Please use this identifier to cite or link to this item: http://hdl.handle.net/123456789/2264
Title: Small holder farmers' adoption of sustainable land management practices in two Districts of the upper west region
Authors: Sungbaahee, Sylvester
Issue Date: Mar-2019
Abstract: The continuous decline in cereal crop yields has serious impact on food security and related issues on the environment. This situation has led the study into the exploitation of profitable production measures proposed by stakeholders to enhance sustainable yield increases to facilitate the sustenance of the environment. This study was conducted in Wa East and Lawra Districts of the Upper West Region. The study uses both qualitative and quantitative methods in arriving at its findings. Questionnaires were used with face to face interviews to collect data for this study. The major findings of this study were that, the tools that were largely used in the application of animal manure included sacks and head pans. Compost application largely required sacks and head pans as well. Other tools mentioned for compost application included shovels, pick axe, wheel barrow, bicycle. Minimum tillage application tools were mainly Knapsack sprayers & weedicides. The estimated cost of the tools for the application of the respective practices were GH¢ 449.2, GH¢467.56, GH¢131.73 for animal manure, compost and minimum tillage respectively. The study also evaluated the profitability as well as sensitivity analysis of animal manure, compost and minimum tillage using partial budget analysis. The results showed profitability margins of GH¢ 448.2, GH¢327.5 and GH¢98.2 per acre per production season for animal manure, compost and minimum tillage respectively. These values were compared to GH¢15.3 when the farmer is not applying any of the three practices. Respondents‟ perception of animal manure, compost and minimum tillage showed that, respondents have good perception for the three practices leading to positive perception index scores of 5.23, 4.93, and 3.94 for animal manure, compost and minimum tillage respectively. The study therefore concludes that, smallholder farmers have good perception towards animal manure, compost and minimum tillage but their adoption decision is constrained by demographic characteristics, economic factors and plot characteristics. It is recommended that, smallholder farmers should come together in groups to acquire tools for the collective use of their respective groups and also boast their negotiation strengthen.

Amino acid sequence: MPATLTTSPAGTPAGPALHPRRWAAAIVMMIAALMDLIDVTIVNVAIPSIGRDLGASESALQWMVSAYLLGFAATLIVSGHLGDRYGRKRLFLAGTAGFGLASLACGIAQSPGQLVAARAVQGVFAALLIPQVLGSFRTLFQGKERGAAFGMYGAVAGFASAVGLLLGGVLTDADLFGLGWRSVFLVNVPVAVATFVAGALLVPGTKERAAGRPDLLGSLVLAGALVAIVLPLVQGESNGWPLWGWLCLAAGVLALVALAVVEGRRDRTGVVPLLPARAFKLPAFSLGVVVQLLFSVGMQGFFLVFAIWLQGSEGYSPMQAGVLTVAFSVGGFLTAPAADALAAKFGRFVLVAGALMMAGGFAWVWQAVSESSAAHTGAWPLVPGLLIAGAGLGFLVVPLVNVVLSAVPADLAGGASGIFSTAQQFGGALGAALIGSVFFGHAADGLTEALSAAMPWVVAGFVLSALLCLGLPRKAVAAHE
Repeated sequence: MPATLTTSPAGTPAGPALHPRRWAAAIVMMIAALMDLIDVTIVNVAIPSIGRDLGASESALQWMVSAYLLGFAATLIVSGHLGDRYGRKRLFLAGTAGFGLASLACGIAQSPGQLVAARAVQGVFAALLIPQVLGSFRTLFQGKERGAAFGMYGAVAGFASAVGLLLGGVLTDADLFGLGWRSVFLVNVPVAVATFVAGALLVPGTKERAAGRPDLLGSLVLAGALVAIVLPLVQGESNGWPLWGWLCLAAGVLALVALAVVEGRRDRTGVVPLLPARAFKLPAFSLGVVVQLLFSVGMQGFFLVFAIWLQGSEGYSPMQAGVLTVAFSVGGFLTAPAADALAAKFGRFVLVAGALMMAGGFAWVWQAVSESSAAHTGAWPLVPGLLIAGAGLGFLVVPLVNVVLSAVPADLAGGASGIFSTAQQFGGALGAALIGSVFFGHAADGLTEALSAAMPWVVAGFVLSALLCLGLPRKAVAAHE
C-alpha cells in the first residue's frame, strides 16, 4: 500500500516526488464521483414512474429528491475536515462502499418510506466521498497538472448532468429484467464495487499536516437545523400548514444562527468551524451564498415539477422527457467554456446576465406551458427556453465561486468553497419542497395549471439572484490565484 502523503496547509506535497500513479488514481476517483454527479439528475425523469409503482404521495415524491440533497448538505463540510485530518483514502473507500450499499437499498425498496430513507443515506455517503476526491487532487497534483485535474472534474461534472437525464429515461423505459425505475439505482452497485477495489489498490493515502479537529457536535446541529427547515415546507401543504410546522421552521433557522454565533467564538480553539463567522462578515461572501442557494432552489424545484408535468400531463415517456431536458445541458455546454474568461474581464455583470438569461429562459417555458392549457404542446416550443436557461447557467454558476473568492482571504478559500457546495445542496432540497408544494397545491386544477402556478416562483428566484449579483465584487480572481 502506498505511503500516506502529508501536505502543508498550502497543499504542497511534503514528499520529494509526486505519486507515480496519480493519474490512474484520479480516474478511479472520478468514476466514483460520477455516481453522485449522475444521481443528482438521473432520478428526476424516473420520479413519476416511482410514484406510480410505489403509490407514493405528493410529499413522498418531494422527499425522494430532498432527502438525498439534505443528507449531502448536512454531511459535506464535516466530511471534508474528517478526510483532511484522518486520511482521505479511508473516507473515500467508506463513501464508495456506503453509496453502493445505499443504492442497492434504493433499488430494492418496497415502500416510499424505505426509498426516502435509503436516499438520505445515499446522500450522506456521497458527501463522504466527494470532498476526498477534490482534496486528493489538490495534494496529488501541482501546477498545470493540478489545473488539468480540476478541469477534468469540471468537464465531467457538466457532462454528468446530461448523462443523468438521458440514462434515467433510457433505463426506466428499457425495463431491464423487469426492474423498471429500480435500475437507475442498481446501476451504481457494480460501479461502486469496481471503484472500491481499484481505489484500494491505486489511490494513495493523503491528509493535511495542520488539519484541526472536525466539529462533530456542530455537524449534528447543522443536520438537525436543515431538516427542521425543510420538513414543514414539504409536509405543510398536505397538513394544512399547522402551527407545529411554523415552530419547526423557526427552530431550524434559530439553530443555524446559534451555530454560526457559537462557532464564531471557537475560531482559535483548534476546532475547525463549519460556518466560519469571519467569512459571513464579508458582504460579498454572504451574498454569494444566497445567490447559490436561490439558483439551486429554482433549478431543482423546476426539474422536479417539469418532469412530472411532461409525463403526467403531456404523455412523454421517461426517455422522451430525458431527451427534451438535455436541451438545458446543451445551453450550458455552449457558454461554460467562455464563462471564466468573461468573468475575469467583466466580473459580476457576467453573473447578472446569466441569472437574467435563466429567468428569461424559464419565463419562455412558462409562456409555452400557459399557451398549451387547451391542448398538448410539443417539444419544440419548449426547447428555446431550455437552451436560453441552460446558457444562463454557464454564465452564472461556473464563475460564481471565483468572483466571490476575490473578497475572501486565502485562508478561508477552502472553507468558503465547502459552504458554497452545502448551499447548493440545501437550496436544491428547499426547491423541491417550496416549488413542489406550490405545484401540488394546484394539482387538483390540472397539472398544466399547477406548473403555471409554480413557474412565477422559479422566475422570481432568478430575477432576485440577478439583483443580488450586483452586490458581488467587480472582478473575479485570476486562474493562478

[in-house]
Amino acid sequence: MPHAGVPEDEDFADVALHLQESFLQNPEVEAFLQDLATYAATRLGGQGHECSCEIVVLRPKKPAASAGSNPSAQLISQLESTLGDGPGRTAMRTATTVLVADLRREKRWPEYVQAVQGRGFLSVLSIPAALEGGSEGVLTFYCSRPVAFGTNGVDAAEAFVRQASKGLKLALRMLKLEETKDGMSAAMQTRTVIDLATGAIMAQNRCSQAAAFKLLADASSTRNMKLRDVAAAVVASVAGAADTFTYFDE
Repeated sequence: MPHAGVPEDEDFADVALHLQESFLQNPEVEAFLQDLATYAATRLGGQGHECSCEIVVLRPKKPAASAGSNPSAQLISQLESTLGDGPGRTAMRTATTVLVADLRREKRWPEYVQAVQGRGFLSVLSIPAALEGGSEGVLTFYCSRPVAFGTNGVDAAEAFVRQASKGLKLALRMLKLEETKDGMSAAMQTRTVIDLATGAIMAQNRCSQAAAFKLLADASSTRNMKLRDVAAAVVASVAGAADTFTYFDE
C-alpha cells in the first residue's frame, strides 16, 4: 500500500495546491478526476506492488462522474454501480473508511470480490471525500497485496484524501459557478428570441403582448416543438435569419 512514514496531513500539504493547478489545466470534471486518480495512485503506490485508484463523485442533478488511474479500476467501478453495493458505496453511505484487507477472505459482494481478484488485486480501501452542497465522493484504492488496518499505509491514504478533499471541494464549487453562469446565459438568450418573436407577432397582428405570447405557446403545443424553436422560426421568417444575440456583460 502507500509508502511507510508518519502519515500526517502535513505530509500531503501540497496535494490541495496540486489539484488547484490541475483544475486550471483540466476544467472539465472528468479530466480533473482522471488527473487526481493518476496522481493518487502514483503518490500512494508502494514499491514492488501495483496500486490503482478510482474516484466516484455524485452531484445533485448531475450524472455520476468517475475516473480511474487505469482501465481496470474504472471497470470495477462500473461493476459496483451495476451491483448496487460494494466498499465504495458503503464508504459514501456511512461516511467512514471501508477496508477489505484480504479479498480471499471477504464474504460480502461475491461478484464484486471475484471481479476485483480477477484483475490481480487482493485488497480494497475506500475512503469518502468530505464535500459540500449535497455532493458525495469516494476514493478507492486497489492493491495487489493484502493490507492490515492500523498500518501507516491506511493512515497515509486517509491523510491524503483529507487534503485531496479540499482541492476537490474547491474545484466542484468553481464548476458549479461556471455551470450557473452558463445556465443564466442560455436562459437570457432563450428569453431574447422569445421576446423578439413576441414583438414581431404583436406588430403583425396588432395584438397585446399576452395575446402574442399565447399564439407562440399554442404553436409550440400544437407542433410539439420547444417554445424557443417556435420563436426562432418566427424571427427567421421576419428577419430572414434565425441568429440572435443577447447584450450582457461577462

URI: http://hdl.handle.net/123456789/2264
Appears in Collections:Faculty of Integrated Development Studies

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